The Three Fishing Brothers Gruff

The Three Fishing Brothers Gruff

by Ben Galbraith
     
 

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Once upon a time, there were three fishing brothers called Gruff. They were mean and greedy and fished until there were no more fish to be fished in Poverty Bay. But watch out! Minke Whale, Guardian of the Ocean, isn't pleased, and neither are the townspeople of Poverty Bay! The brilliantly conceived text, based loosely on The Three Billy Goats Gruff, is

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Overview

Once upon a time, there were three fishing brothers called Gruff. They were mean and greedy and fished until there were no more fish to be fished in Poverty Bay. But watch out! Minke Whale, Guardian of the Ocean, isn't pleased, and neither are the townspeople of Poverty Bay! The brilliantly conceived text, based loosely on The Three Billy Goats Gruff, is matched by Ben Galbraith's bold, sophisticated artwork. And as you turn the pages, watch for all the die-cut portholes and handy environmental tips. This spectacular picture book debut  gives us a timely ecological tale about caring for our environment and protecting the earth's resources.

Editorial Reviews

Publishers Weekly

In his first book New Zealander Galbraith puts an eco-twist on the classic goats vs. troll smackdown: the bridge becomes the threatened sea, a guardian Minke Whale replaces the troll, and the three goats become three "mean, prickly-faced" fishermen named Anglo, Anvil and Angora Gruff. Having overfished their own home waters of Poverty Bay, the brothers despoil the nearby Bay of Plenty. Then, in a move straight out of Moby Dick, Minke Whale rams the brothers' boat, sending all three to a well-deserved briny end. Working very much in the vein of Lane Smith, Galbraith produces a book both visually hip and handsome. His digitally collaged illustrations are marvelously mordant and often ingenious (several pages, for example, feature cleverly incorporated die-cuts). Quirky, hand-press-styled typography and side quips by marine inhabitants add to the urbanity. Unfortunately, the irony and sophistication are strictly for appearances-as a writer, Galbraith lets his earnest environmentalist fervor get between the reader and the story. The ending is positively preachy: "The people of both towns had learnt a lot. No more did they dirty the water with oil or rubbish and they were careful never to be greedy." But with a little more maturity and seasoning-the book sprang from Galbraith's senior project at design school-he might turn out a story worthy of his art. Ages 4-up. (Feb.)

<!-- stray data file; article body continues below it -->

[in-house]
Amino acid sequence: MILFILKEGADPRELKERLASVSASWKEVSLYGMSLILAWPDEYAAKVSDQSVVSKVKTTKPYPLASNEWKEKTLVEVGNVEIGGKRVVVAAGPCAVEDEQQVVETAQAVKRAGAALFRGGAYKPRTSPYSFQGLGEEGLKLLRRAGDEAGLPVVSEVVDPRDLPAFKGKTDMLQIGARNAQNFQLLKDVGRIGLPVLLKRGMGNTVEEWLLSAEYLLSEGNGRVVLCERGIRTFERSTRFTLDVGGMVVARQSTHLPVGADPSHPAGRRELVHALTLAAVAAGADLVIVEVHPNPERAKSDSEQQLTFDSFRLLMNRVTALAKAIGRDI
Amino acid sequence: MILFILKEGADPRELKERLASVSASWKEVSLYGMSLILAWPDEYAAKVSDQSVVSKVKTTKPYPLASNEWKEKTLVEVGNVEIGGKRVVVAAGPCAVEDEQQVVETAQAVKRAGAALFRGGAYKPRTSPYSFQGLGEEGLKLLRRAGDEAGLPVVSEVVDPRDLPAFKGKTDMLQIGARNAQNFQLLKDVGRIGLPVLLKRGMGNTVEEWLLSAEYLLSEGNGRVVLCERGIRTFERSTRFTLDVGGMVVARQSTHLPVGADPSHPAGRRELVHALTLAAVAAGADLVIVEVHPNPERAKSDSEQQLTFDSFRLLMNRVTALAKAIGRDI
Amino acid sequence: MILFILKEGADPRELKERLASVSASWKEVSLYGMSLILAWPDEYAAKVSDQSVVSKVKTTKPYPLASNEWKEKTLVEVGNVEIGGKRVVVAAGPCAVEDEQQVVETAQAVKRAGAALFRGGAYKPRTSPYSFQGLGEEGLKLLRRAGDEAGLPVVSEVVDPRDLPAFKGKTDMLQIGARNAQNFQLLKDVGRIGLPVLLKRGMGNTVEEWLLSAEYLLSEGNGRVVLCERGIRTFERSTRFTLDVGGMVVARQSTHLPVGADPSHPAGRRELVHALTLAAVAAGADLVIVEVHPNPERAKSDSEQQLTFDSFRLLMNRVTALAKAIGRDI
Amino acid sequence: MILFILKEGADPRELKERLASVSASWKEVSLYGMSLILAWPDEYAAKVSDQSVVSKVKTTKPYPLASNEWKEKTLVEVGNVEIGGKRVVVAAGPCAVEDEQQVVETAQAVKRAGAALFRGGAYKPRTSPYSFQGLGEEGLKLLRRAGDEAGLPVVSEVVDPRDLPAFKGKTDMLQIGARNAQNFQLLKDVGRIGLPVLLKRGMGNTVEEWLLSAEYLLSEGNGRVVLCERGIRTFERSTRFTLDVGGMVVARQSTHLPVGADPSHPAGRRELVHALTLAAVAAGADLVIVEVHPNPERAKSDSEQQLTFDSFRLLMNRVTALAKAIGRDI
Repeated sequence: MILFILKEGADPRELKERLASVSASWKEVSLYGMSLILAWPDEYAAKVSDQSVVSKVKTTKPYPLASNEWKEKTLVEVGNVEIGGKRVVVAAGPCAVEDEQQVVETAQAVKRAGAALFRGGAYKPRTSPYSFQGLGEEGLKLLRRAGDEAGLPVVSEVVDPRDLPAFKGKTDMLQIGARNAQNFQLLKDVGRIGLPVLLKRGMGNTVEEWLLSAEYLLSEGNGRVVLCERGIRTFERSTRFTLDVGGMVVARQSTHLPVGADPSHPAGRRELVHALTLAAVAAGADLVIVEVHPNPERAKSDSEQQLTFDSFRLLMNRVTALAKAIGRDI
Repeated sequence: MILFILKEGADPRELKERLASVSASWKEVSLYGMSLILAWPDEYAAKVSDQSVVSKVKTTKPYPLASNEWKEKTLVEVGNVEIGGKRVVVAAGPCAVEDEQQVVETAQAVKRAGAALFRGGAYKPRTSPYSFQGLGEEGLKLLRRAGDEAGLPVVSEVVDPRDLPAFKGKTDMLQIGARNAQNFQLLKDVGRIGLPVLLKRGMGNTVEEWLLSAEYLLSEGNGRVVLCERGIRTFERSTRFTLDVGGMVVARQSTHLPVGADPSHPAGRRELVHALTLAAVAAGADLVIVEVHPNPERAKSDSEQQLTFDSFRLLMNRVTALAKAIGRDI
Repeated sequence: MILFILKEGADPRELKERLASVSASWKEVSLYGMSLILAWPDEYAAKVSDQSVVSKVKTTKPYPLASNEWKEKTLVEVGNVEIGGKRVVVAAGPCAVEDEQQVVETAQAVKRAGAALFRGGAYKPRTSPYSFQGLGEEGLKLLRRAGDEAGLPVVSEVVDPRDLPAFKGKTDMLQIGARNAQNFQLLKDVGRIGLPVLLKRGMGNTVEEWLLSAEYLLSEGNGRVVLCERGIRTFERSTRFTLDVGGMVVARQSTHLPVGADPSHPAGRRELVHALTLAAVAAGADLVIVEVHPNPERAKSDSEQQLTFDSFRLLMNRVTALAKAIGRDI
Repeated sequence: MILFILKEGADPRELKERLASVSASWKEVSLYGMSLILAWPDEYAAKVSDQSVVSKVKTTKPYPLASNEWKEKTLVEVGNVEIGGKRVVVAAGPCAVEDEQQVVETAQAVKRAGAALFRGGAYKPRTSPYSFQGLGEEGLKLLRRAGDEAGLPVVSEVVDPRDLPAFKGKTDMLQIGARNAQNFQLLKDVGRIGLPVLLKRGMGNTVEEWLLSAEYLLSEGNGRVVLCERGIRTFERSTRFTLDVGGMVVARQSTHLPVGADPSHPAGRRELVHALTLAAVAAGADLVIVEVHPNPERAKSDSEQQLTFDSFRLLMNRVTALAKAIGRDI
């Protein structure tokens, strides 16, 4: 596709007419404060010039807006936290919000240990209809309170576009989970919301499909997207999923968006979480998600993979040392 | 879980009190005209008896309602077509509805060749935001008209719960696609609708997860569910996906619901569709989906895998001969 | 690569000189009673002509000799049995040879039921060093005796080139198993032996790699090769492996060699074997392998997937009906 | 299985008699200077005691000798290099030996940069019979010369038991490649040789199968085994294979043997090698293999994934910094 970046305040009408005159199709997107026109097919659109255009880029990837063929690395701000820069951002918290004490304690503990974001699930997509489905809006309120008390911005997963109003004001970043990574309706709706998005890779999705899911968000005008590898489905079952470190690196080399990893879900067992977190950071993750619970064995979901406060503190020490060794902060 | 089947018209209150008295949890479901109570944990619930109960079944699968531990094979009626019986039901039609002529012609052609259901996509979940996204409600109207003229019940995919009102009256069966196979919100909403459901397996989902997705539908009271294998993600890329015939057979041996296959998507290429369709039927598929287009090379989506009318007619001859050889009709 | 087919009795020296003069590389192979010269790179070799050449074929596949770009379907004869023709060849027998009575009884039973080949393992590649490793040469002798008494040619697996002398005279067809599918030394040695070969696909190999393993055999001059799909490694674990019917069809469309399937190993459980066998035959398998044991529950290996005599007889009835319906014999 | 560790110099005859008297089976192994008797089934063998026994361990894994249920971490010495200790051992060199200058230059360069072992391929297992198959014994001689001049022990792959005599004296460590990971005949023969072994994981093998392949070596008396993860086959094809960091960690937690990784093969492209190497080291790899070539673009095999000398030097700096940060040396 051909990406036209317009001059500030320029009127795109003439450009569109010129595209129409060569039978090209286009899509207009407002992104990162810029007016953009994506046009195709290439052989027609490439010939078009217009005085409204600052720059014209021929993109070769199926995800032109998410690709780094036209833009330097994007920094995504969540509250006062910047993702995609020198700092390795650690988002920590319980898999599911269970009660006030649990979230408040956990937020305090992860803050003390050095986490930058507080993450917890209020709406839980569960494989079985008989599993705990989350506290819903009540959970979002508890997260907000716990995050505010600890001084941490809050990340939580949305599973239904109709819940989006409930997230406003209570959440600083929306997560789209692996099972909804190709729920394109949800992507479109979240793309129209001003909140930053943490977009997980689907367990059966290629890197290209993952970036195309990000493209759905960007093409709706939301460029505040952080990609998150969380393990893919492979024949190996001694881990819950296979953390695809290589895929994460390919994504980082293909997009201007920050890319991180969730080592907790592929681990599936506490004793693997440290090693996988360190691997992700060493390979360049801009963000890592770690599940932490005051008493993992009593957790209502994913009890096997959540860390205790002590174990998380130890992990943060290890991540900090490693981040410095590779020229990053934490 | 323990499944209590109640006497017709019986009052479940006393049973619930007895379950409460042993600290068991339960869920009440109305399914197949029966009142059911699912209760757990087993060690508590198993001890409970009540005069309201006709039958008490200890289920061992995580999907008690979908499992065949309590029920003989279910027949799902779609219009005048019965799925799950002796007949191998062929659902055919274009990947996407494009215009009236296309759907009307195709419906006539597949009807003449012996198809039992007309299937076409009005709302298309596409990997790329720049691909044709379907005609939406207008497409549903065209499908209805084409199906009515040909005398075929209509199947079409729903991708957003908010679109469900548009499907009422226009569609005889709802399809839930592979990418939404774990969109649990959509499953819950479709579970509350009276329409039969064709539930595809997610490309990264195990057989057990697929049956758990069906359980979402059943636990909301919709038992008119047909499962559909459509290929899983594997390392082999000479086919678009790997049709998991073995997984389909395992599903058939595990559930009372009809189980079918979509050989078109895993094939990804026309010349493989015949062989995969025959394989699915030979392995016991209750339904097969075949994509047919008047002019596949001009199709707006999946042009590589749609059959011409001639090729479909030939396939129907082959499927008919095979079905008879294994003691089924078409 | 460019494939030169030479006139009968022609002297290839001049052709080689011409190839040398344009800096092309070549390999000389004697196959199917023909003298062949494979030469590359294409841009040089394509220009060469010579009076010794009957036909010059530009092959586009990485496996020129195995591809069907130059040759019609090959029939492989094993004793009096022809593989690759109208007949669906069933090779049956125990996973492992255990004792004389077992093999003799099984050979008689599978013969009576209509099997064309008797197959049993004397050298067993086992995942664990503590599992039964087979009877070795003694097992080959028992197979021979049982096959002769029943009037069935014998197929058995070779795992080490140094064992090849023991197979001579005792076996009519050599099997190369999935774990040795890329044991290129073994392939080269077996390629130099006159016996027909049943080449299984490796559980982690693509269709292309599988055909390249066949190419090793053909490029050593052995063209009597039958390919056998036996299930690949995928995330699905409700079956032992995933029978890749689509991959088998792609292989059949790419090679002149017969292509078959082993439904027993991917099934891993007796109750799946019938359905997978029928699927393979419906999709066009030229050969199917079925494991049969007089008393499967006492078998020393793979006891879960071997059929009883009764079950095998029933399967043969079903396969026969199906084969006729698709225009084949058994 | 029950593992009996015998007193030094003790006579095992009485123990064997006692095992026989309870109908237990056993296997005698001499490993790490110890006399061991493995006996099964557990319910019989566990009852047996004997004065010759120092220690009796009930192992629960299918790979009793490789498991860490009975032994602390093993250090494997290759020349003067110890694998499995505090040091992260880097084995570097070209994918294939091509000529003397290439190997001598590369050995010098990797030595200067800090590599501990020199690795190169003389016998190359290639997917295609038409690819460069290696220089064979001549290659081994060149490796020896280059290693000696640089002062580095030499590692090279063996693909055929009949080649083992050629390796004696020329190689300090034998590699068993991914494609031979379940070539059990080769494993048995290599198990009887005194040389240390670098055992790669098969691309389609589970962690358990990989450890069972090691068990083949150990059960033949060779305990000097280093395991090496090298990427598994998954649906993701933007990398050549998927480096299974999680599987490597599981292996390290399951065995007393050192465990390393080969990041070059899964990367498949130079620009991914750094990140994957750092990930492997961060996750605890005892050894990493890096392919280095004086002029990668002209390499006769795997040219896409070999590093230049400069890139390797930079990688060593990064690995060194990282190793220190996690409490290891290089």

Copyright 2007 Reed Business Information
Kirkus Reviews
Taking the familiar folk tale as his model but revising the ending considerably, Galbraith fashions a blunt cautionary tale aimed at heedless degraders of the environment. Having fished out Poverty Bay, three sibling owners of successively larger boats move on to the Bay of Plenty, knocking the minke whale guarding it out of commission in the process. The brothers proceed to deplete and pollute that fishing grounds too-whereupon the whale rises again, to eat one brother, drown the second and leave the third for the sharks. Local residents, having "learnt a lot," proceed to use the bays wisely so that their ecologies can recover. Illustrated with a garish tangle of photo-manipulated found objects, scowling painted figures and harvested fish-plus the occasional die-cut hole-this import will be best directed toward readers who need their lessons bludgeoned home. (Picture book. 7-9)

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Product Details

ISBN-13:
9780340893418
Publisher:
Hodder & Stoughton, Ltd.
Publication date:
03/28/2007
Pages:
32
Product dimensions:
9.30(w) x 11.90(h) x 0.40(d)
Age Range:
5 - 9 Years

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